By 2012 Renault’s fast car division seemed unable to put a foot wrong when it came to building hot hatches. It was no surprise therefore when that year’s Renault Megane 2.0 Renaultsport 265 proved to be an instant hit, nor indeed that it continues to make a fine purchase six years on with good examples now available for around half of the original £24,825 list price. In fact, at this moment in time it might just be the most interesting Half Price Hot Hatch of them all.
With the first six months of 2018 behind us it is an ideal time to take stock of the new car market. After all, today’s new cars are tomorrow’s nearly new ones, as can be seen by the fact that every car in the list below can already be sourced as approved used via CarGurus, with potential savings of thousands of pounds.
Since being relaunched by BMW in 2001 the MINI brand has been an incredible success. For that you can thank the way it combines the sense of cheeky fun you’d expect of a classic Mini with modern standards of build quality, safety and reliability.
If you’re in the market for a small car there’s a good chance the Volkswagen Polo is on your shortlist. After all, alongside the Ford Fiesta and Vauxhall Corsa it is a regular fixture in the list of the UK’s best selling cars, with a mixture of practicality, affordability and build quality that buyers find hard to resist.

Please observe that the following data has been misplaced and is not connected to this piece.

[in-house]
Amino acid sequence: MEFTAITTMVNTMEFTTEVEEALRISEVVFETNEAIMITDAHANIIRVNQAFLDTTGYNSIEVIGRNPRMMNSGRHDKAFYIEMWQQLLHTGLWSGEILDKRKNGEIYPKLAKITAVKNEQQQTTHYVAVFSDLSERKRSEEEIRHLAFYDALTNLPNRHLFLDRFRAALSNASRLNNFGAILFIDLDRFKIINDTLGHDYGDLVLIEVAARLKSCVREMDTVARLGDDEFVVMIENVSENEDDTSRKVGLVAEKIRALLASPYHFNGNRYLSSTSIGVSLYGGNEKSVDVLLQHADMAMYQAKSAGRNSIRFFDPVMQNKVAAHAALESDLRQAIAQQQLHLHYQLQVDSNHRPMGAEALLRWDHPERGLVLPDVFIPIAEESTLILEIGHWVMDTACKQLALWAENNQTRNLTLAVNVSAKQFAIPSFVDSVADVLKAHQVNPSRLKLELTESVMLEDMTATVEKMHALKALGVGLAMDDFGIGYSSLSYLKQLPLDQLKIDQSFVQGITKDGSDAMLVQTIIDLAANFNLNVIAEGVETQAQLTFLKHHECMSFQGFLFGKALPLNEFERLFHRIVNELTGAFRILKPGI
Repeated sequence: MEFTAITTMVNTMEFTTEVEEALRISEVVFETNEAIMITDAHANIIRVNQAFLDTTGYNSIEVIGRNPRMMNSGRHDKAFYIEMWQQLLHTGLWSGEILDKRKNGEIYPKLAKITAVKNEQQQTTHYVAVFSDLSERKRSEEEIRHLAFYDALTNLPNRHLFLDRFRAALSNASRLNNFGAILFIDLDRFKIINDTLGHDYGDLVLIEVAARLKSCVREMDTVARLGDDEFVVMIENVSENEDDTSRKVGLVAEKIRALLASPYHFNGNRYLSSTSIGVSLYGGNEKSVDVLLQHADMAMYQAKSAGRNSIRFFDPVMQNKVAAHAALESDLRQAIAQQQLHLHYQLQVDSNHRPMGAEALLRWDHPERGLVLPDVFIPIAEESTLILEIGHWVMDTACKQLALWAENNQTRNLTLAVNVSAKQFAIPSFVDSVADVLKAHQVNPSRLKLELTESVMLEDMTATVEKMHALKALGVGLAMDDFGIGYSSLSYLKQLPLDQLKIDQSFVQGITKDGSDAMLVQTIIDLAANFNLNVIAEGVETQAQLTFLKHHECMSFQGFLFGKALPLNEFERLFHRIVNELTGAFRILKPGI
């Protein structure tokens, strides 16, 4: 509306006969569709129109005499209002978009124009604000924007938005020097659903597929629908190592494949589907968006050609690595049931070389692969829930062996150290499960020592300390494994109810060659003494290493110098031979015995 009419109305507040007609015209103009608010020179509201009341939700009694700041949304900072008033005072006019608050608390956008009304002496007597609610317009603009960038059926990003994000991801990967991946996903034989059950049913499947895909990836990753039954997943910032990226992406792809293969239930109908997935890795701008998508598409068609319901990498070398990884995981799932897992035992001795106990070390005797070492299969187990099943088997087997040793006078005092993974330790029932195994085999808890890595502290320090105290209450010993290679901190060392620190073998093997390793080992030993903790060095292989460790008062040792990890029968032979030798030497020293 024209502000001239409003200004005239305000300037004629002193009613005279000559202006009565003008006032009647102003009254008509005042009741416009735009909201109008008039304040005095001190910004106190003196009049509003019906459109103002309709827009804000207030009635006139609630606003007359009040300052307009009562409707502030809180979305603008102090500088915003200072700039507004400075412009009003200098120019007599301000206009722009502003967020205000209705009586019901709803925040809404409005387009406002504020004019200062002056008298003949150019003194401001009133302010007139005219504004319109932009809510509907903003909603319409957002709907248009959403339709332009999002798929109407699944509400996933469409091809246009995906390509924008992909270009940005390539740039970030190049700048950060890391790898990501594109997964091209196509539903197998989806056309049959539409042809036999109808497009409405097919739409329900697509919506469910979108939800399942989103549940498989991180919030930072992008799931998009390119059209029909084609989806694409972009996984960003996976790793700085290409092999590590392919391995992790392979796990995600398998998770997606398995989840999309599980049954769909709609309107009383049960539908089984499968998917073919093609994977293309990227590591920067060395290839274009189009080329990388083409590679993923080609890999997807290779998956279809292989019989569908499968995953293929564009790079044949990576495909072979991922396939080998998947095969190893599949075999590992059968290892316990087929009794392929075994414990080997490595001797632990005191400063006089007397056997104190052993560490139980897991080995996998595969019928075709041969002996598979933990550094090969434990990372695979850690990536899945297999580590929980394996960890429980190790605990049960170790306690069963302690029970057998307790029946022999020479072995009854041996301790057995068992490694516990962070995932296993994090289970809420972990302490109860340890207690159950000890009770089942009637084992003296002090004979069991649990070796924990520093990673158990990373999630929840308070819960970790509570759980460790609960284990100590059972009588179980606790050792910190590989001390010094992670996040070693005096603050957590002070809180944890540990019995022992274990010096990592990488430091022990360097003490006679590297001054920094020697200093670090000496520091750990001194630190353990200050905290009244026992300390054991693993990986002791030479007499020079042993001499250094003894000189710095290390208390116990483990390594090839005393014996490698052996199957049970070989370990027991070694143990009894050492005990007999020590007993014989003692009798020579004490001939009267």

Are there any other manufacturers that do the whole super-fast estate thing as well as Audi? Certainly none have been at it for as long, with the first seriously rapid RS Audi wagon dating back to the RS2 of 1994 (even if it was co-developed with Porsche).
The Audi A2 of 1999 and BMW i3 of 2014 are two cars that on paper appear to be fundamentally different. For a start they are built by competing firms, but even more basic than that is their method of propulsion: internal combustion for the A2 versus battery electric for the i3.
Let’s start here by saying that controversial doesn’t necessarily mean bad. And so when admiring some of the beauties below we urge you to not spit your tea out in disgust, but instead to admire their makers’ self-belief in bringing such unlikely creations to the market, for better or for worse.